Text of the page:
I should mention that I am a writer, a freelance writer, if it is not already obvious that I express myself best through words. My work has appeared in literally hundreds of newspapers and magazines all over the United States. And until I realized you had existed, I thought I wanted to write about Russians. Now I know that my own winding family tree has as much triumph and drama, tragedy and miracles, as any Dostoyevsky novel. He was your contemporary, so perhaps, this is why your life carried as much parallels to The Brothers Karamazov as it does with Huckleberry Finn.
With that, I begin this journey to find you, and I sincerely hope that you will be found as much as you wish to be. If you were to read this from your lofty place in the heavens, I would ask that you look down upon my efforts and bless them with your prayers.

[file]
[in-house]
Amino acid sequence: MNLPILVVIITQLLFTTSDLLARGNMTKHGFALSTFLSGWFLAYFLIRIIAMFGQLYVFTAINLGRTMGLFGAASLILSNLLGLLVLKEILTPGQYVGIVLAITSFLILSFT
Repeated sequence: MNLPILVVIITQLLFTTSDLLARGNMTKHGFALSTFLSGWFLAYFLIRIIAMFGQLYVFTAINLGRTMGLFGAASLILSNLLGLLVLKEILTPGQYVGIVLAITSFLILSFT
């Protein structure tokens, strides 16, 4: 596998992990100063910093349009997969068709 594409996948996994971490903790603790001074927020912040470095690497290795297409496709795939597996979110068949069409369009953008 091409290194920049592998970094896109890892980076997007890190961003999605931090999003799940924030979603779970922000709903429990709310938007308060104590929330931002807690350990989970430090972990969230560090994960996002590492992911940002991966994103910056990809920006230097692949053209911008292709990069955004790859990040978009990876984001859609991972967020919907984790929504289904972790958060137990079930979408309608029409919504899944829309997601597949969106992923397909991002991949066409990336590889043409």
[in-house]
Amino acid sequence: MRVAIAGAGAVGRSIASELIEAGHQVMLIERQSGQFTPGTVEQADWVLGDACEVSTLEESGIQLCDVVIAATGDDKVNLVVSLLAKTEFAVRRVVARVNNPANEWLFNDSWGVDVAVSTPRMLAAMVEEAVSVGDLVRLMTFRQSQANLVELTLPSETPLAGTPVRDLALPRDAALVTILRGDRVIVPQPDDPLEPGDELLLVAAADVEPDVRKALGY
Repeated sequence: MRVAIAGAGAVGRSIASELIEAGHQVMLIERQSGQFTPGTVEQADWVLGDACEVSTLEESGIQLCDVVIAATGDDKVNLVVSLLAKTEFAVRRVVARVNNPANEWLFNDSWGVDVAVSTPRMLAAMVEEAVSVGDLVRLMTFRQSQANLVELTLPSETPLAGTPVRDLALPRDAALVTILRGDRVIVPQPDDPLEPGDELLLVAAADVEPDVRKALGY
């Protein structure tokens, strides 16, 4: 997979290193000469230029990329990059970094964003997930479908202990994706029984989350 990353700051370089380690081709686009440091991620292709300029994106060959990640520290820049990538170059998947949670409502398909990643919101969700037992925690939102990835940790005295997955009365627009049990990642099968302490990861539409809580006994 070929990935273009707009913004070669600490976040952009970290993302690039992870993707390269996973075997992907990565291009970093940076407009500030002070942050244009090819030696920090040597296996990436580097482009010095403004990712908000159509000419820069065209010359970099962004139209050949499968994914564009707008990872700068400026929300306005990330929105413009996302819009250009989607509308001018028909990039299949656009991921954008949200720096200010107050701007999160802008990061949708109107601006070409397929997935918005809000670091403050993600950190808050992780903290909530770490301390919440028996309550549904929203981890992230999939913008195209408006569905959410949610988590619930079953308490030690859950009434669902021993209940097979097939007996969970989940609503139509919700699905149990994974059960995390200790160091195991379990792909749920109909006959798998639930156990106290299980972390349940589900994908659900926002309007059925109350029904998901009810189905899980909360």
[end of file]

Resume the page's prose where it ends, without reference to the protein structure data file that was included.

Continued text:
I will write this book through as many of your words as I can dig up. I will utilize your pictures and historical documents and books. I will be following you from home to war and back again and then on to Missouri, where you finally settled after two wives and a bunch of children.
I kindly ask for your patience. I am an excellent investigator and a good writer, and I have a fairly good feeling in my gut, that you and I already kind of know each other. By the last page, I want you to know what legacy you have left your country, your children, and your children’s children. I want you to see that because you hung on at Seven Pines, you gave life to one who would fight Adolph Hitler less than 100 years later. And I want you, most of all, to see the beautiful great great great great grandchildren your dedication to life, in the midst of war, helped to create.
So, with this in mind, I begin a long walk with my grandfather. I will hold your hand if you will hold mine. You, the brave soldier, and me the writer with a burning set of questions on the brain. We can be each other’s better angels.
Your Great Great Great Granddaughter, Tiffani Burnett-Velez
“When a book leaves your hands, it belongs to God. He may use it to save a few souls or to try a few others, but I think that for the writer to worry is to take over God’s business.” Flannery O’Connor